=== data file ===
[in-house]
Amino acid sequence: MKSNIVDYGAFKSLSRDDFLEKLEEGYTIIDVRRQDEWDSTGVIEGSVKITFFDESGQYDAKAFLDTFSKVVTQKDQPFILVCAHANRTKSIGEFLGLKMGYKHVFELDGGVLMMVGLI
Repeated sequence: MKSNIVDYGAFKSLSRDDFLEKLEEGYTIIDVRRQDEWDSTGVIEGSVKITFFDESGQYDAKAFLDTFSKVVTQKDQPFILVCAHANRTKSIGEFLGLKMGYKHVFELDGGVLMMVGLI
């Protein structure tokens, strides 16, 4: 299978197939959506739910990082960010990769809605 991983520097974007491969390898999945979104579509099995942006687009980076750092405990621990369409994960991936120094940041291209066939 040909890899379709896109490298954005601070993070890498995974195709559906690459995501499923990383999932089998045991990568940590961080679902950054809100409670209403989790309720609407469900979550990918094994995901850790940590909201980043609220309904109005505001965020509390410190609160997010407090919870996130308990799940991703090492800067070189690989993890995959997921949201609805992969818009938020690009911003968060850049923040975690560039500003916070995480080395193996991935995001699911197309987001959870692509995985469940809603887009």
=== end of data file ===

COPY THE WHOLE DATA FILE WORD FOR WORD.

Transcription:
[in-house]
Amino acid sequence: MKSNIVDYGAFKSLSRDDFLEKLEEGYTIIDVRRQDEWDSTGVIEGSVKITFFDESGQYDAKAFLDTFSKVVTQKDQPFILVCAHANRTKSIGEFLGLKMGYKHVFELDGGVLMMVGLI
Repeated sequence: MKSNIVDYGAFKSLSRDDFLEKLEEGYTIIDVRRQDEWDSTGVIEGSVKITFFDESGQYDAKAFLDTFSKVVTQKDQPFILVCAHANRTKSIGEFLGLKMGYKHVFELDGGVLMMVGLI
């Protein structure tokens, strides 16, 4: 299978197939959506739910990082960010990769809605 991983520097974007491969390898999945979104579509099995942006687009980076750092405990621990369409994960991936120094940041291209066939 040909890899379709896109490298954005601070993070890498995974195709559906690459995501499923990383999932089998045991990568940590961080679902950054809100409670209403989790309720609407469900979550990918094994995901850790940590909201980043609220309904109005505001965020509390410190609160997010407090919870996130308990799940991703090492800067070189690989993890995959997921949201609805992969818009938020690009911003968060850049923040975690560039500003916070995480080395193996991935995001699911197309987001959870692509995985469940809603887009």